CUT TO:

EXT. DAY – THE SAME FRONT PORCH TWO MONTHS LATER

An obese hairy man with nasty eyes sits on a rocker on the front porch.  He wears baggy white underwear and smokes a cigar.   He farts loudly.

A fat little boy also with nasty eyes sits on the first step.  He throws rocks at a cat but the cat runs away in time.  The van Ammers children stare at them.

MR. BEJON

(Getting slowly to his feet)

Get the fuck away.   I don’t want no revolting children around here.

YOUNGER BEJON

(He lifts a stone to throw at the children)

You heard my pap.

The children jump on their hands and walk on them until they are out of sight.

CUT TO:

EXT. — WATERFRONT

Young Ronald fishes with a string.   He sits alone on one of the stolen pallets in the oil-slicked bay.   His freckles are as big as pennies.  He catches an ugly fish and paddles into shore with it.     His mother meets him at the edge of the water and politely thanks him for the fish and walks proudly with it shining on a string towards the barracks.   He passes the Bejon house.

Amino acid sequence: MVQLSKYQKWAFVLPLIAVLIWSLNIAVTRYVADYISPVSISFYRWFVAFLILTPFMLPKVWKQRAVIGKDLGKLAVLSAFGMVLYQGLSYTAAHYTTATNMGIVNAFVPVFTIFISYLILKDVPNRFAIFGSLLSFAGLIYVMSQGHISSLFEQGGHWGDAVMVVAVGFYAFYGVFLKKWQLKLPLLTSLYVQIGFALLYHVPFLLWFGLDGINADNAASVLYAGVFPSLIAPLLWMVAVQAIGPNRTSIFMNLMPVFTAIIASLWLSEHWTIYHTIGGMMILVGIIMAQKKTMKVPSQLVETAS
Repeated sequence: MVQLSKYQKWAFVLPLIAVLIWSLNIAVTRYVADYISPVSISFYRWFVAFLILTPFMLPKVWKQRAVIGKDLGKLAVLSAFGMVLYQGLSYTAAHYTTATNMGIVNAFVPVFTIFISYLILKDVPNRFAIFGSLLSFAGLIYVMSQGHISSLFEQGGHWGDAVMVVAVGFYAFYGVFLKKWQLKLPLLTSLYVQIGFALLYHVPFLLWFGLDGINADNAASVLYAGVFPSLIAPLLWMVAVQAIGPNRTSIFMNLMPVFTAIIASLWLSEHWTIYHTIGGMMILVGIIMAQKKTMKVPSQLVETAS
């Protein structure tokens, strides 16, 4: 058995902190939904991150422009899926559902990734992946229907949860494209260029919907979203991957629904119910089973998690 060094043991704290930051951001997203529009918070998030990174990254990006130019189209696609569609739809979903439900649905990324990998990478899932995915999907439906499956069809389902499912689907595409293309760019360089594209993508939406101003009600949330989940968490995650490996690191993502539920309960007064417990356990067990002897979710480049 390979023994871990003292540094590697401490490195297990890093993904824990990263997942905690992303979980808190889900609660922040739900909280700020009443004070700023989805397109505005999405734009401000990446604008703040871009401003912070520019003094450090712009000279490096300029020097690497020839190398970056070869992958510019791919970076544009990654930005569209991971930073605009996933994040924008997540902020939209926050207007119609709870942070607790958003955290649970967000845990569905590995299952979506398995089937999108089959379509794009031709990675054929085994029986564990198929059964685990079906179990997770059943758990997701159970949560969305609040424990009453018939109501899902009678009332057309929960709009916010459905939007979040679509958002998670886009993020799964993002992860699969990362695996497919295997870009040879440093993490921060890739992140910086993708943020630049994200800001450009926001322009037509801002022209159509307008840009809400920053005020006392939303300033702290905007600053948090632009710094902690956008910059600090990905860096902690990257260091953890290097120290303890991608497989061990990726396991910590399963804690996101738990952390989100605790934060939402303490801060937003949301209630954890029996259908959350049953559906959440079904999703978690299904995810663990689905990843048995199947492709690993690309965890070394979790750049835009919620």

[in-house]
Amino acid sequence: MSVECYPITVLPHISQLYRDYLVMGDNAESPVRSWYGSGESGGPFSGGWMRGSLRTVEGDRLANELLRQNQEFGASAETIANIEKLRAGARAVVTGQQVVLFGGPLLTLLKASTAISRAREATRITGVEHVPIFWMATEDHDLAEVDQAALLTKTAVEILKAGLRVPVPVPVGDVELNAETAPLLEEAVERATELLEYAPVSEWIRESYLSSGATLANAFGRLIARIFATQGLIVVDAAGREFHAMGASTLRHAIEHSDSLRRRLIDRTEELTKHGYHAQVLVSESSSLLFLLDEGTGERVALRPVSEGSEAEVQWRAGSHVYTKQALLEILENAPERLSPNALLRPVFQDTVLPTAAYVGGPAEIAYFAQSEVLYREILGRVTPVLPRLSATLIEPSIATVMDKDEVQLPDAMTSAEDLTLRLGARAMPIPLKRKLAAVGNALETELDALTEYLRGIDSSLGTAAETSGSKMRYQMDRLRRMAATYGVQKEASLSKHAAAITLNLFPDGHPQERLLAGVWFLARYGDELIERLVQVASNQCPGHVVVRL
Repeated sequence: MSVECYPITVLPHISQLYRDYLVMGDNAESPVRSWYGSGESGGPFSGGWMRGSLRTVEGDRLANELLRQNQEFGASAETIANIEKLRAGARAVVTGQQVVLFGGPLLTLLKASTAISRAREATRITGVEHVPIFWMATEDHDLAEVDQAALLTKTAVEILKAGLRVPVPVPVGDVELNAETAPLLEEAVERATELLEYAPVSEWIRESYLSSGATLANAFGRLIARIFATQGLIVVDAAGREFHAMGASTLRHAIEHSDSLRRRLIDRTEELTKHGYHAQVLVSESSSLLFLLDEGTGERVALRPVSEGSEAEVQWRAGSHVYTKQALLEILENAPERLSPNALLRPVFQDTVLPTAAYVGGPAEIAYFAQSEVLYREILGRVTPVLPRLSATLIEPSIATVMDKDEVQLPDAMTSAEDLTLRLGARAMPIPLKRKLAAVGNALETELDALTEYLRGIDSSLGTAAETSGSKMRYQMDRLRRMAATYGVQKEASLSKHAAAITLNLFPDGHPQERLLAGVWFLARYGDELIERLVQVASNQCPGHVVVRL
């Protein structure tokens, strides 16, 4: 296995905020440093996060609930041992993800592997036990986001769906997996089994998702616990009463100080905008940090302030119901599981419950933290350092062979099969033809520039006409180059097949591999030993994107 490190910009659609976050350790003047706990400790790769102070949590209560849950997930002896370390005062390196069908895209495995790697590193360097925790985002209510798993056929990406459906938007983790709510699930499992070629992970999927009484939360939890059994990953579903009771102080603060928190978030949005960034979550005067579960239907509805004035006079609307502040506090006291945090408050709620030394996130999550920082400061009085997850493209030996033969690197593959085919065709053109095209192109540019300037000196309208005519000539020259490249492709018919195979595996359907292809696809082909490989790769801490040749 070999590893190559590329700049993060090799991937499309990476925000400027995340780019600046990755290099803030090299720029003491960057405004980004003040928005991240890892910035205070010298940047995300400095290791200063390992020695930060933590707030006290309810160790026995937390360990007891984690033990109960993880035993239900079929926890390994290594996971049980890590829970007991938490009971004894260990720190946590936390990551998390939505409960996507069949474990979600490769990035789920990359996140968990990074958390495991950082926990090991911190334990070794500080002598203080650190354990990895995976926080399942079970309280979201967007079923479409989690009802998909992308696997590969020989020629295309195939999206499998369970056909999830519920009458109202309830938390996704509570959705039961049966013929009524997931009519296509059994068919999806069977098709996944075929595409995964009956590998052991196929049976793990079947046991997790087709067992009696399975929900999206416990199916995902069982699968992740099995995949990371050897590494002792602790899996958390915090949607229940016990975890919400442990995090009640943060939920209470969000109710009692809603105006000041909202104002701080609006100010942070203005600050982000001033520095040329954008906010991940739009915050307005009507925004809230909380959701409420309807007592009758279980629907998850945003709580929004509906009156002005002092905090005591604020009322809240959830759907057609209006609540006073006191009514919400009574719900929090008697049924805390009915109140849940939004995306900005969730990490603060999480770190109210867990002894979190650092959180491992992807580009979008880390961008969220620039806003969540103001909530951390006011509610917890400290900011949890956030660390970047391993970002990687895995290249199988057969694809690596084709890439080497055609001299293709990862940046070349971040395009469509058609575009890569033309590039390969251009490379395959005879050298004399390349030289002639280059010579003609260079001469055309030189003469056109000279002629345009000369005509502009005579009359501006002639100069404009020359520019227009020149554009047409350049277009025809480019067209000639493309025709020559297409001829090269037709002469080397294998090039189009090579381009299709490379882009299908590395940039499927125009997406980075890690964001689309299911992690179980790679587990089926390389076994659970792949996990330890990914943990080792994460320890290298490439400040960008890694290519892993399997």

Mr. Bejon smokes the end of a cigar.   He farts.   Ronald quickly walks past him.

MR. BEJON

That was a railroad fart.  Next come popcorn farts.

CUT TO:

INT.  NIGHT – INSIDE THE BARRACKS APARTMENT

Young Ma pretends she is cutting up the ugly fish for the night’s dinner.  Five-year old Ronald beams with self-satisfaction.    When her son turns away, Young Ma gathers the pieces of fish in a napkin and pushes them into the trash.

CUT TO:

INT. NIGHT — APARTMENT

Wind slams a window.   Curtains blow into the rooms from the wind. The brothers wake.   Their little sister screams.   She screams and screams.    Only the boys’ eyes can be distinctly seen in the shadows:  large innocent and curious eyes.

YOUNG RONALD

(Softly, telling his brother a story)

Once upon a time there was Mr. Bejon.   He was an ugly and fat man and he always wore his underwear.   His farts made his shorts billow around him.